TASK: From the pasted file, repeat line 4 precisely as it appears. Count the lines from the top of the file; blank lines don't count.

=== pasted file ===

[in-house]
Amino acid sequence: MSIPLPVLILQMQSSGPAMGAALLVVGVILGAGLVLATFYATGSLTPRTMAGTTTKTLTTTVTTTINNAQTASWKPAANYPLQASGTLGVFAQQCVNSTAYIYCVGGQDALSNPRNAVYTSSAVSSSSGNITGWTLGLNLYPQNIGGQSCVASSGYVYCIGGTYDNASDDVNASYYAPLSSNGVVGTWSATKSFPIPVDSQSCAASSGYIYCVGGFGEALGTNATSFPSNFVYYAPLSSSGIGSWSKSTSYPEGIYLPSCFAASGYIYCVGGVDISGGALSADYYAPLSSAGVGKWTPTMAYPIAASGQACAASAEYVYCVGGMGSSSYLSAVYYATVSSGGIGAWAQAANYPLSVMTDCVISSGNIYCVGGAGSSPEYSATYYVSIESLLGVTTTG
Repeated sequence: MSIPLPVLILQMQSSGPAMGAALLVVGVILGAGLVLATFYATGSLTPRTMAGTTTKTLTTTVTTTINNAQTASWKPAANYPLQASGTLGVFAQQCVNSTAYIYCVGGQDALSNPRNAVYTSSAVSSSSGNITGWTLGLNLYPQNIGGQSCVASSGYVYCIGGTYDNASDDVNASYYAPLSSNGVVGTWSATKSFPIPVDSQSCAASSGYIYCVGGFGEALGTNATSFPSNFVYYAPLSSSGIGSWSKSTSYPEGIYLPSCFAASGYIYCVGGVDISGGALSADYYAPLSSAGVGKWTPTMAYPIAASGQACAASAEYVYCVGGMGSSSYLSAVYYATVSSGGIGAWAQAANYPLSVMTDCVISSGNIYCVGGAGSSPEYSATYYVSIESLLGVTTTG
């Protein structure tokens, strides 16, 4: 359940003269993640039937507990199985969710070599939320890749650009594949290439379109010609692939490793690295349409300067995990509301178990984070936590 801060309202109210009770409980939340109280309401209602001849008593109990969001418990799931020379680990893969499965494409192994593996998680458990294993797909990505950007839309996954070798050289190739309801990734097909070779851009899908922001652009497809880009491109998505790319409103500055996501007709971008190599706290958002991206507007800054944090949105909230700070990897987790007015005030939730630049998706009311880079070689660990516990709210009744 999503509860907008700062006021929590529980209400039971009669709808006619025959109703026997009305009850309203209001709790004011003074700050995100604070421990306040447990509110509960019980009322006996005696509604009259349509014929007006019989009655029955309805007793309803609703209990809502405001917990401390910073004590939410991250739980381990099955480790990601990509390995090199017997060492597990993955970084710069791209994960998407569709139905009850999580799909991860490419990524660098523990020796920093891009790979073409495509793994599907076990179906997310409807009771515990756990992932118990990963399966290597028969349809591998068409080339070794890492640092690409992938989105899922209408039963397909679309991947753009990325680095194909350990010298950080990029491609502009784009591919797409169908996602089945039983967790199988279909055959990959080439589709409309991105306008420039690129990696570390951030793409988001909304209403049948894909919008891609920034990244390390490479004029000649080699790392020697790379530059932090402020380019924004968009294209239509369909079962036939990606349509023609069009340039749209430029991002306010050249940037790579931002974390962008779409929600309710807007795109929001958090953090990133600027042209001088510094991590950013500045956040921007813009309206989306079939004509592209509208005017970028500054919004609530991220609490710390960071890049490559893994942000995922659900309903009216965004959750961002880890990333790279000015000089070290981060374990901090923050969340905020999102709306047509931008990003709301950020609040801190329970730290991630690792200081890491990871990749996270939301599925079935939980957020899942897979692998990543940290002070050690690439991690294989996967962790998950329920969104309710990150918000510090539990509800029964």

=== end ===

């Protein structure tokens, strides 16, 4: 359940003269993640039937507990199985969710070599939320890749650009594949290439379109010609692939490793690295349409300067995990509301178990984070936590 801060309202109210009770409980939340109280309401209602001849008593109990969001418990799931020379680990893969499965494409192994593996998680458990294993797909990505950007839309996954070798050289190739309801990734097909070779851009899908922001652009497809880009491109998505790319409103500055996501007709971008190599706290958002991206507007800054944090949105909230700070990897987790007015005030939730630049998706009311880079070689660990516990709210009744 999503509860907008700062006021929590529980209400039971009669709808006619025959109703026997009305009850309203209001709790004011003074700050995100604070421990306040447990509110509960019980009322006996005696509604009259349509014929007006019989009655029955309805007793309803609703209990809502405001917990401390910073004590939410991250739980381990099955480790990601990509390995090199017997060492597990993955970084710069791209994960998407569709139905009850999580799909991860490419990524660098523990020796920093891009790979073409495509793994599907076990179906997310409807009771515990756990992932118990990963399966290597028969349809591998068409080339070794890492640092690409992938989105899922209408039963397909679309991947753009990325680095194909350990010298950080990029491609502009784009591919797409169908996602089945039983967790199988279909055959990959080439589709409309991105306008420039690129990696570390951030793409988001909304209403049948894909919008891609920034990244390390490479004029000649080699790392020697790379530059932090402020380019924004968009294209239509369909079962036939990606349509023609069009340039749209430029991002306010050249940037790579931002974390962008779409929600309710807007795109929001958090953090990133600027042209001088510094991590950013500045956040921007813009309206989306079939004509592209509208005017970028500054919004609530991220609490710390960071890049490559893994942000995922659900309903009216965004959750961002880890990333790279000015000089070290981060374990901090923050969340905020999102709306047509931008990003709301950020609040801190329970730290991630690792200081890491990871990749996270939301599925079935939980957020899942897979692998990543940290002070050690690439991690294989996967962790998950329920969104309710990150918000510090539990509800029964």